India 2020: Through Orwell's eyes

Updated: 28 September, 2020 07:28 IST | Ajaz Ashraf | Mumbai

George Orwell's 1934 novel, Burmese Days, narrates a sub-divisional magistrate's quest to paint his opponent, a doctor close to the British, as disloyal in the contest to enter the local European Club

Sushant Singh Rajput's former partner, Rhea Chakraborty at the NCB office. File pic
Sushant Singh Rajput's former partner, Rhea Chakraborty at the NCB office. File pic

Ajaz AshrafRead George Orwell's Burmese Days to fathom the Indian state's propensity under Prime Minister Narendra Modi to calumniate his opponents as seditious and portray Bollywood as the "citadel of drugs." Set in Kyauktada, a town in Burma, then a part of the British Indian Empire, the novel has U Po Kyin, a sub-divisional magistrate, compete with Dr Veraswami to enter the local European Club, which is to choose for the first time a native as its member. Kyin is enormously wealthy, but cannot match the doctor in prestige due to his proximity to the British. Kyin decides to sully his rival's image.

Accusing Dr Veraswami of corruption is pointless, Kyin tells his cabal, because the British expect the natives to take bribes. "Clearly, then, it must be disloyalty — nationalism, seditious propaganda," Kyin tells his factotum. "We must persuade the Europeans that the doctor holds disloyal, anti-British opinions." The factotum disagrees, saying it would be hard to prove Dr Veraswami's disloyalty to the British.

"Nonsense, nonsense," Kyin responds. "No European cares anything about proofs. When a man has a black face, suspicion is proof. A few anonymous letters will work wonders. It is only a question of persisting; accuse, accuse, go on accusin..." Anonymous letters are written to British officials informing them of a rebellion brewing in Thongwa village, near Kyauktada, in which the doctor's role is hinted at.

Orwell's Burmese Days was published in 1934, yet it remains relevant to comprehend the psychology susceptible to suspicion. There are obvious differences between 1934 and 2020 — it is the government, not an individual, which is spearheading the campaign of calumny; it is the people, in whom sovereignty vests, who are to be persuaded that they are buffeted by seditious sentiments. Their anxiety endorses morally wrong action against the suspect.

"Accuse, accuse, go on accusing," this is what the state under Modi has been doing. From pooh-poohing the protesters against the Citizenship Amendment Act, to demonising them as opponents of Hindus, to accusing them of triggering communal riots in Delhi to bring the nation into disrepute. In India 2020, the media, particularly the TV, serves the same function of fanning suspicion as anonymous letters in Burmese Days, as was done against the activists incarcerated in the Bhima Koregaon violence case.

Kyin's desire to enter the European Club has him construct a narrative based on innuendos. The Bharatiya Janata Party's quest to win the forthcoming Bihar Assembly elections has had the state-media-ruling party dress the suicide of actor Sushant Singh Rajput as murder, then as a soul driven to desperation by his partner, Rhea Chakraborty, and then as a victim of Bollywood's drug culture. Rhea would get him marijuana that accentuated his bipolarity. She is to blame for his suicide, declared the media. The state agreed.

A lie cannot be believed without dressing it with the frills of reality. In Burmese Days, Kyin tells his wife, "I have accused Veraswami of raising a rebellion against the government. Well, I must have a rebellion to show." He discloses he has plotted and financed a rebellion in Thongwa village. "At that very moment when it is due to start, I shall pounce on the ringleaders and clap every one of them into jail," he declares, certain his display of loyalty to the British will enhance his prestige.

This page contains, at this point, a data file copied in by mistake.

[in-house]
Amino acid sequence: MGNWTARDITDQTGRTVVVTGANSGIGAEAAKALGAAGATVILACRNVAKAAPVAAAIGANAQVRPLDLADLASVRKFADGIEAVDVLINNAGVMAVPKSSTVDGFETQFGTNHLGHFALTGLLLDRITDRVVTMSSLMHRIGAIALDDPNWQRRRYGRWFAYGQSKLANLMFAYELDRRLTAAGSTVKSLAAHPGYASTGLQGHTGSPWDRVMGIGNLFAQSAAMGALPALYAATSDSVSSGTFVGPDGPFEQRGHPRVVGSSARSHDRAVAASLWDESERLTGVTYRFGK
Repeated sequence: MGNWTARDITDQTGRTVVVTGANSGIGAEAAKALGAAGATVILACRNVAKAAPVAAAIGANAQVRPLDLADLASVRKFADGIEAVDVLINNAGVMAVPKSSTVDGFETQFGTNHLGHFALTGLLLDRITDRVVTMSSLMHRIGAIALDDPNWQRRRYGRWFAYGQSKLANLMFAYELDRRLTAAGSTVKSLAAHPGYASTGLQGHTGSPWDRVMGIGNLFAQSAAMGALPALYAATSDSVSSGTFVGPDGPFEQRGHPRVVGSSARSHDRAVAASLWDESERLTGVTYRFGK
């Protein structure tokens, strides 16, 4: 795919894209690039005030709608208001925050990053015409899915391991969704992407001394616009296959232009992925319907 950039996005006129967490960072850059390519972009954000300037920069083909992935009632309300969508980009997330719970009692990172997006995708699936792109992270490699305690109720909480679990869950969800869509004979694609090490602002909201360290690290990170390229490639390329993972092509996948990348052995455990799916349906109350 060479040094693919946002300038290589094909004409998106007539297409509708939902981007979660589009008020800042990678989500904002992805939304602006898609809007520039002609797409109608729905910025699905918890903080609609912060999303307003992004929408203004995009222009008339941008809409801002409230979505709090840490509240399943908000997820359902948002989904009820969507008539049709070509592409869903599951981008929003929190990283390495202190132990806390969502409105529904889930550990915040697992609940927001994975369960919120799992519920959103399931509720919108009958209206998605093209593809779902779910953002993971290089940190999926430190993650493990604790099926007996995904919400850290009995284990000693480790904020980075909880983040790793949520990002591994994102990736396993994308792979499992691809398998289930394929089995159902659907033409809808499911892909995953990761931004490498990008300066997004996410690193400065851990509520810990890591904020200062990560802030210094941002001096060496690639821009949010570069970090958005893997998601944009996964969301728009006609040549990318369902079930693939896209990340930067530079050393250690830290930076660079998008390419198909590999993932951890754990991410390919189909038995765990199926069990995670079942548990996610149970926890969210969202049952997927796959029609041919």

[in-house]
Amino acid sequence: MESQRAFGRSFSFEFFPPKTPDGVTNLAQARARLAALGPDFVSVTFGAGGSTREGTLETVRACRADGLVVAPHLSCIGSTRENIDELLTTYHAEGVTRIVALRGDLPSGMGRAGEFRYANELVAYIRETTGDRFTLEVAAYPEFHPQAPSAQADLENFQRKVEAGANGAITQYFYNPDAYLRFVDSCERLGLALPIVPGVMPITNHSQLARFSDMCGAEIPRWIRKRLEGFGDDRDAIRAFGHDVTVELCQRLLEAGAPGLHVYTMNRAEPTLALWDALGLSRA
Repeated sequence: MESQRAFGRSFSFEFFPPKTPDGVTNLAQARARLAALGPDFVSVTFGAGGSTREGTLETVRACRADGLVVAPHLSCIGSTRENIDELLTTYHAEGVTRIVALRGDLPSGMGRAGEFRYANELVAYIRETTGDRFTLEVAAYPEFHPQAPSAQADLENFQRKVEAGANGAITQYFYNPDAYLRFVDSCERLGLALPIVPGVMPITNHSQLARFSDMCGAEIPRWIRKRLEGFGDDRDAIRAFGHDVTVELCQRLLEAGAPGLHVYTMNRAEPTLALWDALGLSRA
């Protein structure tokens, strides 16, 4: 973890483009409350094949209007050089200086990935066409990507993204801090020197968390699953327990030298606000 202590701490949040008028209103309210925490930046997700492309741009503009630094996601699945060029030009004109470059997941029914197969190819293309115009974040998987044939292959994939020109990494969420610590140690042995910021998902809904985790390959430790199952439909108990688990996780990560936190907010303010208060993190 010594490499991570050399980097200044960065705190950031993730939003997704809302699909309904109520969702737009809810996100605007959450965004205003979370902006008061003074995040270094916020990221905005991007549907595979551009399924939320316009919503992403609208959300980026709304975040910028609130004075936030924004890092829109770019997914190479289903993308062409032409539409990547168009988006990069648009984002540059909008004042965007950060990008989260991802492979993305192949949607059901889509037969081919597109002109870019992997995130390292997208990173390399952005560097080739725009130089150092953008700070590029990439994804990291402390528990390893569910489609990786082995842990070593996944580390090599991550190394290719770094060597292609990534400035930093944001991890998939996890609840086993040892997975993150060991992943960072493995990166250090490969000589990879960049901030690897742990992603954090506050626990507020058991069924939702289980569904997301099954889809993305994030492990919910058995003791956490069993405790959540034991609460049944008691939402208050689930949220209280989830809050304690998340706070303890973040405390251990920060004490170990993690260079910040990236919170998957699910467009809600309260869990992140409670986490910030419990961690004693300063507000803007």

What about Dr Veraswami? With the anonymous letters already having seeded doubts about his loyalty, Kyin declares, "Of course we shall never prove that he is responsible for it; but what does that matter? All the Europeans will take it for granted that he is mixed up in it somehow. That is how their minds work."

That is also how the collective mind still works in India 2020. Whoever remembers busloads of men swooping down on Northeast Delhi, their faces concealed by handkerchiefs or helmets, their backpacks full of stones? Or that the police stood as bystanders as rioters lynched people? From yesterday's Marxist poster boy Umar Khalid to Khalid Saifi, from Gulfisha Fatima and Ishrat Jahan to Devangana Kalita and Natasha Narwal, the charge sheets against them in the Delhi riots are designed to have us believe that they are "mixed up in it somehow."

Following the dictum of "accuse, accuse, go on accusing," yet another charge sheet filed last week takes a giant leap to allege that the Delhi riots were orchestrated to "uproot" the Modi government through violence. Prodding them on, the police claimed, was a slew of intellectuals and politicians such as Prof Apoorvanand, Kavita Krishnan and Salman Khurshid. In Mumbai, too, the state has exploited the working of the collective mind to suggest that actors such as Deepika Padukone are "mixed up in it [drug cartels] somehow."

Kyin tell his wife, "He (Dr Veraswami] will be ruined for life. And his fall is my rise. The blacker I can paint him, the more glorious my own conduct will appear." In India 2020, the state believes that the blacker it paints the innocent, the stronger Modi will become — so what if the innocent are destroyed! But then, as Burmese Days shows, life has one final twist none can control.

The writer is a senior journalist

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First Published: 28 September, 2020 06:20 IST

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